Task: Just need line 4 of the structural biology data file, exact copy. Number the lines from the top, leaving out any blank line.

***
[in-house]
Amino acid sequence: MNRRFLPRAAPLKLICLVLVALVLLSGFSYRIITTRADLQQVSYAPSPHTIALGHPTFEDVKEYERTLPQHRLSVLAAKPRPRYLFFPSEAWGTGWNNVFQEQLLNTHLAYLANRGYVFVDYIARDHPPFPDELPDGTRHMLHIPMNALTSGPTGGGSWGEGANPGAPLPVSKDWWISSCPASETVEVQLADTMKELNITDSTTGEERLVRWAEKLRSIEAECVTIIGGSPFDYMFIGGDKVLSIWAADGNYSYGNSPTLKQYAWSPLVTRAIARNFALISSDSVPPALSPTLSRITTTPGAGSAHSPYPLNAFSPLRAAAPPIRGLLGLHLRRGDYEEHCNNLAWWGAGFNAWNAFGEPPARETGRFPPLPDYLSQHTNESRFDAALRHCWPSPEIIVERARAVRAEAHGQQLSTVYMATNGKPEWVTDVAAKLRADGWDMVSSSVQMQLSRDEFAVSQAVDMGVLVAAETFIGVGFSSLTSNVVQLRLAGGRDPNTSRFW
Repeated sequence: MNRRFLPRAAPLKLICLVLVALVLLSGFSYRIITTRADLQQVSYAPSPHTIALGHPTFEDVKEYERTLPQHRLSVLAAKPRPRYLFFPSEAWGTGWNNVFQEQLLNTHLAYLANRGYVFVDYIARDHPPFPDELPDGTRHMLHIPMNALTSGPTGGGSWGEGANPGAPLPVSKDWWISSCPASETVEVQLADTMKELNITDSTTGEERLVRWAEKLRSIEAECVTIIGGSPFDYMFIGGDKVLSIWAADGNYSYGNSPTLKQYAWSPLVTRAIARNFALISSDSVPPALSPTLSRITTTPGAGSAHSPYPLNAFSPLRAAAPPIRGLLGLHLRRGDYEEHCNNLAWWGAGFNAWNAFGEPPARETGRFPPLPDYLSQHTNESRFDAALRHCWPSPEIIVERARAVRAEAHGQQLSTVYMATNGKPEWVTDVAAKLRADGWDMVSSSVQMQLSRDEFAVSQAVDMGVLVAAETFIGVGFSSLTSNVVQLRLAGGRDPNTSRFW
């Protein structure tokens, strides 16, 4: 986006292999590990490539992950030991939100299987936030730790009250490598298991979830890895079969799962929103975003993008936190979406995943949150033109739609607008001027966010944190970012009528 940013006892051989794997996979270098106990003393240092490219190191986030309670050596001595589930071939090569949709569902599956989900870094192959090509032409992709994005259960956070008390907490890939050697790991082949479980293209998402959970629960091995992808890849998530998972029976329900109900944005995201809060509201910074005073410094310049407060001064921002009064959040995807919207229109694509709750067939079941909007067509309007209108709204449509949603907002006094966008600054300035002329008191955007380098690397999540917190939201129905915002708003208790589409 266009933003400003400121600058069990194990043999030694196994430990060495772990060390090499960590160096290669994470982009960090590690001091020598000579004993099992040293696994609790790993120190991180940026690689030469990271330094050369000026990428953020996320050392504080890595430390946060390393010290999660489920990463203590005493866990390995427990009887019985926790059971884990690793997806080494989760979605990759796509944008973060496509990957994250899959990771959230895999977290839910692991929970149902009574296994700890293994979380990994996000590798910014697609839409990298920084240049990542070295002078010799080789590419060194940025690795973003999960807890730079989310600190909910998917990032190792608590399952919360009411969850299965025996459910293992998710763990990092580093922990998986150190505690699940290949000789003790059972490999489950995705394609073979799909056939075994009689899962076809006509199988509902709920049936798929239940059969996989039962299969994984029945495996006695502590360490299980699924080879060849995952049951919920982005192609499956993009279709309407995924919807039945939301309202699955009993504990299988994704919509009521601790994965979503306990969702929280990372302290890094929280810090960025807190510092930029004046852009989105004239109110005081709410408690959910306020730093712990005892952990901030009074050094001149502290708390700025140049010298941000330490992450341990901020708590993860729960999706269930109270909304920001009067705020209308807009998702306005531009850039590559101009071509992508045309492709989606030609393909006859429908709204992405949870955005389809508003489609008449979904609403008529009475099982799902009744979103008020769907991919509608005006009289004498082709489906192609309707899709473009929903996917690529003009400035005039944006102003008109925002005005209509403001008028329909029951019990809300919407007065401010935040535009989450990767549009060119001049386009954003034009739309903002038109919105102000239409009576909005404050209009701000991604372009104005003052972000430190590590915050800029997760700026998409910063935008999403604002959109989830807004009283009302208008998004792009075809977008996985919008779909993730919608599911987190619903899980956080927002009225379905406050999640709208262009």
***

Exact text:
């Protein structure tokens, strides 16, 4: 986006292999590990490539992950030991939100299987936030730790009250490598298991979830890895079969799962929103975003993008936190979406995943949150033109739609607008001027966010944190970012009528 940013006892051989794997996979270098106990003393240092490219190191986030309670050596001595589930071939090569949709569902599956989900870094192959090509032409992709994005259960956070008390907490890939050697790991082949479980293209998402959970629960091995992808890849998530998972029976329900109900944005995201809060509201910074005073410094310049407060001064921002009064959040995807919207229109694509709750067939079941909007067509309007209108709204449509949603907002006094966008600054300035002329008191955007380098690397999540917190939201129905915002708003208790589409 266009933003400003400121600058069990194990043999030694196994430990060495772990060390090499960590160096290669994470982009960090590690001091020598000579004993099992040293696994609790790993120190991180940026690689030469990271330094050369000026990428953020996320050392504080890595430390946060390393010290999660489920990463203590005493866990390995427990009887019985926790059971884990690793997806080494989760979605990759796509944008973060496509990957994250899959990771959230895999977290839910692991929970149902009574296994700890293994979380990994996000590798910014697609839409990298920084240049990542070295002078010799080789590419060194940025690795973003999960807890730079989310600190909910998917990032190792608590399952919360009411969850299965025996459910293992998710763990990092580093922990998986150190505690699940290949000789003790059972490999489950995705394609073979799909056939075994009689899962076809006509199988509902709920049936798929239940059969996989039962299969994984029945495996006695502590360490299980699924080879060849995952049951919920982005192609499956993009279709309407995924919807039945939301309202699955009993504990299988994704919509009521601790994965979503306990969702929280990372302290890094929280810090960025807190510092930029004046852009989105004239109110005081709410408690959910306020730093712990005892952990901030009074050094001149502290708390700025140049010298941000330490992450341990901020708590993860729960999706269930109270909304920001009067705020209308807009998702306005531009850039590559101009071509992508045309492709989606030609393909006859429908709204992405949870955005389809508003489609008449979904609403008529009475099982799902009744979103008020769907991919509608005006009289004498082709489906192609309707899709473009929903996917690529003009400035005039944006102003008109925002005005209509403001008028329909029951019990809300919407007065401010935040535009989450990767549009060119001049386009954003034009739309903002038109919105102000239409009576909005404050209009701000991604372009104005003052972000430190590590915050800029997760700026998409910063935008999403604002959109989830807004009283009302208008998004792009075809977008996985919008779909993730919608599911987190619903899980956080927002009225379905406050999640709208262009």